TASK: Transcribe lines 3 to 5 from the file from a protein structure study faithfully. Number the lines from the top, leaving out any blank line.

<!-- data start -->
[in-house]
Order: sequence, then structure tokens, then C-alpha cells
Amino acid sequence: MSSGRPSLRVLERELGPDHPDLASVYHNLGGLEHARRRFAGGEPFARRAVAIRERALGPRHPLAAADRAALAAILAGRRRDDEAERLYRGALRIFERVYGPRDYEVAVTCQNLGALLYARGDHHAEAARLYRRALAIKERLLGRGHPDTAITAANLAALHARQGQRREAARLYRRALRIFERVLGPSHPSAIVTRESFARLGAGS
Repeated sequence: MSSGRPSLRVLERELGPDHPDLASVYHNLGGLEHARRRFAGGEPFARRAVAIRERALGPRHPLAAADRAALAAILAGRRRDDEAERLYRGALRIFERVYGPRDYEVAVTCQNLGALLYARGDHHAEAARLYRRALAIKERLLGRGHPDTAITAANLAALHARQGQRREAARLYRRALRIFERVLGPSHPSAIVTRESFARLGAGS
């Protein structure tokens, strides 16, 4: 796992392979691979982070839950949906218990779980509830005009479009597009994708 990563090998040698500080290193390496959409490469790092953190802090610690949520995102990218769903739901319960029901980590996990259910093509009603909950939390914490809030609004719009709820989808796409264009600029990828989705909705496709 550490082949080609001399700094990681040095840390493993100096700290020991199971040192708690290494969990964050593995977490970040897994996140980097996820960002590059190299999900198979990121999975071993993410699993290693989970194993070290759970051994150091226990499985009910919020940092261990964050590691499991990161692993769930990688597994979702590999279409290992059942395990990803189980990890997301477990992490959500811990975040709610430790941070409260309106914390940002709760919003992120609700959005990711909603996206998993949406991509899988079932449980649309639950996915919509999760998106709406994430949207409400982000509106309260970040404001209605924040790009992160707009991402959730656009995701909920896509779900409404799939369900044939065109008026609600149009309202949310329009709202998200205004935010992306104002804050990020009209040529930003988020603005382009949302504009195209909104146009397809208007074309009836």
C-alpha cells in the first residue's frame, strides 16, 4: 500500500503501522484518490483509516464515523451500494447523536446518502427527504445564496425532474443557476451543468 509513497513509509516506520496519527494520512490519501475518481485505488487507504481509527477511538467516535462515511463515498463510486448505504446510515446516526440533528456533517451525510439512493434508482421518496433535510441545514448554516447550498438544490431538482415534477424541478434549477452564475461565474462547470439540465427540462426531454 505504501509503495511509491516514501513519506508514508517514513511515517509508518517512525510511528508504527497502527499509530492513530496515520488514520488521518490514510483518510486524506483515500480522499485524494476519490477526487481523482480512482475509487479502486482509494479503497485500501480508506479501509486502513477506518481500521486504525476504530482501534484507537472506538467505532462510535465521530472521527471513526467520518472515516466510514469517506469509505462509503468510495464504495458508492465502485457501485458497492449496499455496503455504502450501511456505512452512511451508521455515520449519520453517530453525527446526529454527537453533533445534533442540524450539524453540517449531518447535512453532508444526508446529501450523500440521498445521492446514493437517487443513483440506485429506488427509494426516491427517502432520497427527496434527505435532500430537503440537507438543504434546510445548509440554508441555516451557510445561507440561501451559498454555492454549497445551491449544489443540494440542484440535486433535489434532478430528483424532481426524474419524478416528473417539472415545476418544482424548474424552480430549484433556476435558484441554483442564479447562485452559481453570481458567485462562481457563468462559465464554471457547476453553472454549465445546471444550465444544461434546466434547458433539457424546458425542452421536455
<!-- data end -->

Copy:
Amino acid sequence: MSSGRPSLRVLERELGPDHPDLASVYHNLGGLEHARRRFAGGEPFARRAVAIRERALGPRHPLAAADRAALAAILAGRRRDDEAERLYRGALRIFERVYGPRDYEVAVTCQNLGALLYARGDHHAEAARLYRRALAIKERLLGRGHPDTAITAANLAALHARQGQRREAARLYRRALRIFERVLGPSHPSAIVTRESFARLGAGS
Repeated sequence: MSSGRPSLRVLERELGPDHPDLASVYHNLGGLEHARRRFAGGEPFARRAVAIRERALGPRHPLAAADRAALAAILAGRRRDDEAERLYRGALRIFERVYGPRDYEVAVTCQNLGALLYARGDHHAEAARLYRRALAIKERLLGRGHPDTAITAANLAALHARQGQRREAARLYRRALRIFERVLGPSHPSAIVTRESFARLGAGS
């Protein structure tokens, strides 16, 4: 796992392979691979982070839950949906218990779980509830005009479009597009994708 990563090998040698500080290193390496959409490469790092953190802090610690949520995102990218769903739901319960029901980590996990259910093509009603909950939390914490809030609004719009709820989808796409264009600029990828989705909705496709 550490082949080609001399700094990681040095840390493993100096700290020991199971040192708690290494969990964050593995977490970040897994996140980097996820960002590059190299999900198979990121999975071993993410699993290693989970194993070290759970051994150091226990499985009910919020940092261990964050590691499991990161692993769930990688597994979702590999279409290992059942395990990803189980990890997301477990992490959500811990975040709610430790941070409260309106914390940002709760919003992120609700959005990711909603996206998993949406991509899988079932449980649309639950996915919509999760998106709406994430949207409400982000509106309260970040404001209605924040790009992160707009991402959730656009995701909920896509779900409404799939369900044939065109008026609600149009309202949310329009709202998200205004935010992306104002804050990020009209040529930003988020603005382009949302504009195209909104146009397809208007074309009836």